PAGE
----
"The finding that in most cases the perpetrators were not the soldiers themselves reveals to us that the stress that plays out in Army families during or after deployment impacts the entire family, and is not simply a consequence of the soldier's experience and stress following deployment," said Christine Taylor, the study's lead author, a project manager at CHOP's PolicyLab.

 

The Family Advocacy Program offers a breadth of valuable services to families, such as parenting classes, child care services, and classes focused on a soldier's reintegration into home life. Ultimately, these findings may inform efforts by the military and civilian systems to standardize care and support military families during all periods of elevated risk.

http://www.sciencedaily.com/releases/2015/11/151113105622.htm

Children of military parents, caregivers at greater risk for adverse outcomes

August 17, 2015

Science Daily/The JAMA Network Journals

Children with parents or caregivers currently serving in the military had a higher prevalence of substance use, violence, harassment and weapon-carrying than their nonmilitary peers in a study of California school children, according to an article.

 

While most young people whose families are connected to the military demonstrate resilience, war-related stressors, including separation from parents because of deployment, frequent relocation and the worry about future deployments, can contribute to struggles for some of them, according to the study background.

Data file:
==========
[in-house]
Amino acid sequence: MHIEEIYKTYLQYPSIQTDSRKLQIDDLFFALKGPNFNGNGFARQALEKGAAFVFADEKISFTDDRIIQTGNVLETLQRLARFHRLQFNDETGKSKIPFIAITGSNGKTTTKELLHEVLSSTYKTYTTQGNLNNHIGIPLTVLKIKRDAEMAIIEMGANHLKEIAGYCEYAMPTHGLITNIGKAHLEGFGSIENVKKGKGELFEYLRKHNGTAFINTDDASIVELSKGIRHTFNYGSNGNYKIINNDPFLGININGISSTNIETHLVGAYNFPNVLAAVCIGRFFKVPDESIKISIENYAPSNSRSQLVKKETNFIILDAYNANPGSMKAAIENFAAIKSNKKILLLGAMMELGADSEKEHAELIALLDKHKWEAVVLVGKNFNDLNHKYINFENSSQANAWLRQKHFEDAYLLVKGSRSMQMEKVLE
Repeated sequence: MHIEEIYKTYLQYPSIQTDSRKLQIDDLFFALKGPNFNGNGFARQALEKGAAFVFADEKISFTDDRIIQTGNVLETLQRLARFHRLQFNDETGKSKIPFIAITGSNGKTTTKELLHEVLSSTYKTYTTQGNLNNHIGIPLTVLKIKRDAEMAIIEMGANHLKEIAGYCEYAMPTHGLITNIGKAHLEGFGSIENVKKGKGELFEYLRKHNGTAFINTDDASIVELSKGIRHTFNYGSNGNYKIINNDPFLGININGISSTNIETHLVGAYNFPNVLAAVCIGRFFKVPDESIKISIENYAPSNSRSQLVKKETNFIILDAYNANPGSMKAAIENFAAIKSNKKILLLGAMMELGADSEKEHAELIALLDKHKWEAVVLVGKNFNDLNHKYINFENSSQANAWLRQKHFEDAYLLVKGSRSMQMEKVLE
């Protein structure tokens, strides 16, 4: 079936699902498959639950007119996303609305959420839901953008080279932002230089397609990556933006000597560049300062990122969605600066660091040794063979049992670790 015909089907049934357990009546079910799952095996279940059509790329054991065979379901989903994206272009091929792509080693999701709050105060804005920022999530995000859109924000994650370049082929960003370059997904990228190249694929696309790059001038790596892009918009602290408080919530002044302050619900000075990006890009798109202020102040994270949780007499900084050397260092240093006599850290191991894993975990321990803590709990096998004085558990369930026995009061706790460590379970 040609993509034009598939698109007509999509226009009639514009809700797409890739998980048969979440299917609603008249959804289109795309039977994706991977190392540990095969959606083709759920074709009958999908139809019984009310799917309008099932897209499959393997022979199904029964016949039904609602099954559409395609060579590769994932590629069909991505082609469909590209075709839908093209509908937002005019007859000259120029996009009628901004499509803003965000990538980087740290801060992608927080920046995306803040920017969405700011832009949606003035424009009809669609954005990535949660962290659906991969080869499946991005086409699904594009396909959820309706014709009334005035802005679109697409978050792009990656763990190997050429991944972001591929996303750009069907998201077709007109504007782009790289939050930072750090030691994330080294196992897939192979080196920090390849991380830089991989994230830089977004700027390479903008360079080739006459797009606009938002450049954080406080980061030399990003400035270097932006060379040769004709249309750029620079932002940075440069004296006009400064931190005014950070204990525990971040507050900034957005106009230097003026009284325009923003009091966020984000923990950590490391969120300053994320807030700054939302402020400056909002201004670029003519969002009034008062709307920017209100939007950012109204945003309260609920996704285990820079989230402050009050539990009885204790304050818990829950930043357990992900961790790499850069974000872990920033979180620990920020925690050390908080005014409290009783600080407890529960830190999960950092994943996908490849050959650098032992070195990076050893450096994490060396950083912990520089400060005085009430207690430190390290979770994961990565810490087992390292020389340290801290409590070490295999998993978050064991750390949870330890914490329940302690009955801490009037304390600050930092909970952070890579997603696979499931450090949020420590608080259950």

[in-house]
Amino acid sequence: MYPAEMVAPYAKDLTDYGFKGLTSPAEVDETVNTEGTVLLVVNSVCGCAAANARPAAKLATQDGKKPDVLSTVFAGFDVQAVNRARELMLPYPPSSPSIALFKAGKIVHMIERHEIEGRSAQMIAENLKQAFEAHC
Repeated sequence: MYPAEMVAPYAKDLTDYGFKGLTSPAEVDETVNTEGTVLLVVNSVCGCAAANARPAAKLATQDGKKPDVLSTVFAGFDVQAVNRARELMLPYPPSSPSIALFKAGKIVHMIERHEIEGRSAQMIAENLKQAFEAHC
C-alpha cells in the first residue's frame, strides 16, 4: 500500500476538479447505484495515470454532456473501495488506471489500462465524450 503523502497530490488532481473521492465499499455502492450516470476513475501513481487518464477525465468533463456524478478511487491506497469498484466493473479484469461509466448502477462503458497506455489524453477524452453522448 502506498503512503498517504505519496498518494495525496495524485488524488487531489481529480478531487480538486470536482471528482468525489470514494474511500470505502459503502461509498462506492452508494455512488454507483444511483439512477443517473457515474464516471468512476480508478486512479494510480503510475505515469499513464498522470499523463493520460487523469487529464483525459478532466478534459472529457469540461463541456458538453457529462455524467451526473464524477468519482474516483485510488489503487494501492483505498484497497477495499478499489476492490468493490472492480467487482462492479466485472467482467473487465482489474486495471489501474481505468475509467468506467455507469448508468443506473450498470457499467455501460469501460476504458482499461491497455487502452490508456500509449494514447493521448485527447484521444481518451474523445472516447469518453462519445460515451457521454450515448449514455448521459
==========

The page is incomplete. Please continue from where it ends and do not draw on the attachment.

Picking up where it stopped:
Kathrine Sullivan, M.S.W., of the University of Southern California School of Social Work, Los Angeles, and coauthors analyzed data collected in 2013 that included 54,679 military-connected and 634,034 nonmilitary-connected secondary school students from public civilian schools in every county and almost all the school districts in California. Students were defined as military connected if they had a parent or caregiver currently serving in the military. Latino students were the largest percentage of the sample (51.4 percent) and 7.9 percent of students indicated having a parent in the military, according to the results.

 

·      45.2 percent of military-connected youth reported lifetime alcohol use compared with 39.2 percent of their nonmilitary-connected peers

·      12.2 percent of military-connected youth reported recently smoking cigarettes in the previous 30 days compared with about 8.4 percent of their nonmilitary peers

·      62.5 percent of military-connected students reported any physical violence compared with 51.6 percent of nonmilitary-connected students

·      17.7 percent of military-connected youth reported carrying a weapon at school compared with 9.9 percent of nonmilitary students

·      11.9 percent of military-connected students reported recent other drug use (e.g., cocaine and lysergic acid diethylamide [LSD]) compared with 7.3 percent of nonmilitary peers

 

The authors note the data they used were cross-sectional and therefore cannot infer causality. The data also come from a self-report survey and students may have been reluctant to report risky behavior.

 

"Based on the totality of findings from this study and others, further efforts are needed to promote resilience among military children who are struggling. More efforts in social contexts, including civilian schools and communities, to support military families during times of war are likely needed," the study concludes.

http://www.sciencedaily.com/releases/2015/08/150817132003.htm